I notice a lot of people trying to ‘inspire’ others toward certain actions or behaviors these days. Well and good, I suppose. But what we all need is not inspiration at all. It’s simply action.
I write, I play music, I design websites. I used to fall for the ‘inspiration’ trap, wherein I would get bored with my work and go ‘seek inspiration’ from one of eleven hundred and fifty ‘design inspiration’ sites out there. The only thing I ever succeeded in doing was giving myself a perfect excuse to not do a damn thing.
There is a need to pursue what one wishes to create, no doubt. But I find that we more often than not use that pursuit as an excuse to make an excuse. Sometimes you just open Photoshop and start throwing things at the canvas, to see what sticks, and that’s how you find the Muse. And the Muse is going to most likely strip out all that ‘inspiration’ we wasted an hour looking at because she wants the work to be hers. Damnit.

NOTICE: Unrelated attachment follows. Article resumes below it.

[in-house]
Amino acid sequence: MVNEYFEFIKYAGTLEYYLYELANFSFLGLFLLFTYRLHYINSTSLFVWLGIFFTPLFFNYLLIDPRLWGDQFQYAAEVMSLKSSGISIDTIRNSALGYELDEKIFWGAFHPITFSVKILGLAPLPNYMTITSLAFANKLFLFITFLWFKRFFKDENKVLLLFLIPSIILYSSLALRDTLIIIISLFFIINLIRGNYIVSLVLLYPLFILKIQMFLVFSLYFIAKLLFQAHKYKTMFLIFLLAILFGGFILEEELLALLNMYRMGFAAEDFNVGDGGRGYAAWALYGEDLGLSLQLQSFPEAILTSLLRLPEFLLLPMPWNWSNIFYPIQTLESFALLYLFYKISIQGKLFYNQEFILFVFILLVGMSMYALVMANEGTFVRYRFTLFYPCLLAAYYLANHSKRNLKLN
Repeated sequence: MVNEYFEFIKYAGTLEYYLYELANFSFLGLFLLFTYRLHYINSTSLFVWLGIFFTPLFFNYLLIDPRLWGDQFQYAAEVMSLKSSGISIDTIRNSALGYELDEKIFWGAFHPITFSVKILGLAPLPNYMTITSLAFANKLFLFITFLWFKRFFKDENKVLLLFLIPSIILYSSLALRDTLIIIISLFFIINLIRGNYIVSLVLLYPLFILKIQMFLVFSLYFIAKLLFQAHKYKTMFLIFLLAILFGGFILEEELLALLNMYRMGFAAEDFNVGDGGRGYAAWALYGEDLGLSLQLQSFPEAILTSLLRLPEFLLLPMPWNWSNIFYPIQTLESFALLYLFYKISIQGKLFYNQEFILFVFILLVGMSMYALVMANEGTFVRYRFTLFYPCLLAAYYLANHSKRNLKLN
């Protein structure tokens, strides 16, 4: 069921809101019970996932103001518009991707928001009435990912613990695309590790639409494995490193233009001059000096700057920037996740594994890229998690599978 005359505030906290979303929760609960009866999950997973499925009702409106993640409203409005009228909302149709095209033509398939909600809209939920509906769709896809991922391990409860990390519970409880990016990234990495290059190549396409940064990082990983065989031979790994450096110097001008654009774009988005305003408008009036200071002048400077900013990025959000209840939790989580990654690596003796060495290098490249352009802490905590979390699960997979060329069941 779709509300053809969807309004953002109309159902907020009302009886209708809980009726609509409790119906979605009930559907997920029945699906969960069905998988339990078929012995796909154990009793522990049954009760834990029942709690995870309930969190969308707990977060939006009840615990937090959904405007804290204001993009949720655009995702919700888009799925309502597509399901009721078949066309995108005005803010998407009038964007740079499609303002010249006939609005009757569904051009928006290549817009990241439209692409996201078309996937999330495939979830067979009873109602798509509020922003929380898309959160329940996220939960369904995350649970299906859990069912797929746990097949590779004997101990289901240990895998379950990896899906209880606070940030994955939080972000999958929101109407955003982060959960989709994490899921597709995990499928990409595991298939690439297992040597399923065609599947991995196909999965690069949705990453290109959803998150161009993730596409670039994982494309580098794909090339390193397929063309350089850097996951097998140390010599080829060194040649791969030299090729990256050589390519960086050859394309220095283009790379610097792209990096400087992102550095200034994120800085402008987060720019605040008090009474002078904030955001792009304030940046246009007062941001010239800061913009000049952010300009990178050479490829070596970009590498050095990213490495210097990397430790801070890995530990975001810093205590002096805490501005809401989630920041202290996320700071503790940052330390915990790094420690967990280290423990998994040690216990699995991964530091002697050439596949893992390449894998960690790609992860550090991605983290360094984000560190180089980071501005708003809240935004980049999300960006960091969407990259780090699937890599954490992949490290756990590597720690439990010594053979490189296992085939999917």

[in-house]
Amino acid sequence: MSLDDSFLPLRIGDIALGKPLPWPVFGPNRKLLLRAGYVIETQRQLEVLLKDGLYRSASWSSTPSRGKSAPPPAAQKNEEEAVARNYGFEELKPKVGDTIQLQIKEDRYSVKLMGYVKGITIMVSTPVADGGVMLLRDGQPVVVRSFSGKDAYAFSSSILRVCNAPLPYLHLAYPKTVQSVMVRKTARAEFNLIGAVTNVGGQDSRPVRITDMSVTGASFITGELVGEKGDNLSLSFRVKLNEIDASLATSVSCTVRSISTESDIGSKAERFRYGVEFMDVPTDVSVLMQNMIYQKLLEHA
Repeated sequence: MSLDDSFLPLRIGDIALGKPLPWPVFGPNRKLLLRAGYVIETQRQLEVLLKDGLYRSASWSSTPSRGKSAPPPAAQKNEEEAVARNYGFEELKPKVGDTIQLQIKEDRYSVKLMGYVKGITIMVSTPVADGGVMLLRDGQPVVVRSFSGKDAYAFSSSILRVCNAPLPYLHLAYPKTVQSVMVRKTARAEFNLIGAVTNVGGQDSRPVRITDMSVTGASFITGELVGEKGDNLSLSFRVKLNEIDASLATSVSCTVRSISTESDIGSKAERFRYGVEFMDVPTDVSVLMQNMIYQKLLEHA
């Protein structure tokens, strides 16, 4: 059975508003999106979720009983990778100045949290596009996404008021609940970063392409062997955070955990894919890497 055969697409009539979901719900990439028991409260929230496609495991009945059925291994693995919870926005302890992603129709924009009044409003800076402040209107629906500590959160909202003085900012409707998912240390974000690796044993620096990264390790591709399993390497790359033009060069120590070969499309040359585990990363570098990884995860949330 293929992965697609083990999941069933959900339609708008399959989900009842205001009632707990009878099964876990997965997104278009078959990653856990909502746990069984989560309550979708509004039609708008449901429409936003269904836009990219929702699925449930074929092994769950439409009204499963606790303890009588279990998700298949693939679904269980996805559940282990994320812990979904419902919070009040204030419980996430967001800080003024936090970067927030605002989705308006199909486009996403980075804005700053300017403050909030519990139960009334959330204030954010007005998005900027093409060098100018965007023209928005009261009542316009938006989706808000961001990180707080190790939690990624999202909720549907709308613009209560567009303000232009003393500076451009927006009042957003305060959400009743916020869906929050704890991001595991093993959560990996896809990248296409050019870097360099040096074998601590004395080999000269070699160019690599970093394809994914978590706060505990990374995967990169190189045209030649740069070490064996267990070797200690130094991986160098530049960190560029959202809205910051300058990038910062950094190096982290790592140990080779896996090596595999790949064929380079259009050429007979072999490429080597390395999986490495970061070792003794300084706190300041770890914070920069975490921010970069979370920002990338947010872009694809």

I read some four hundreds books over the course of a few years. I had no choice. I wanted to write but had no ‘liberal arts’ education. Thus, I had to make my own curriculum. To be fair, the landscape of fiction is full of more crap than one can imagine. The more I read, the further to the past I ventured. And this is, as many better writers than me have noted, the best way to learn how to write: read. But, at some point, I realized my reading had become an excuse. Reading that fortieth article on how to self-publish was an excuse. One day, I’m unable to remember which, I just sat down and went to work. The resulting collection of short stories has been enjoyed by those who think it well done and, I’m happy to say, those who simply despised it. Tepid is not a response temperature I’m interested in.
I can look back at all the time I wasted looking for ‘inspiration’ and laugh now, because I understand what a ruse it was, and that I simply hadn’t learned to spot the ruse. For a while, I’ll admit, I was more than a little angry at myself for wasting so much time. Once you spot the ruse, however, that’s the moment you realize that the Muse actually belongs to you. She’s fickle, she’s sometimes elusive but, in the end, she didn’t show up because you became ‘inspired’ by something.
She showed up because you plugged the keyboard in and invited her to go to work with you.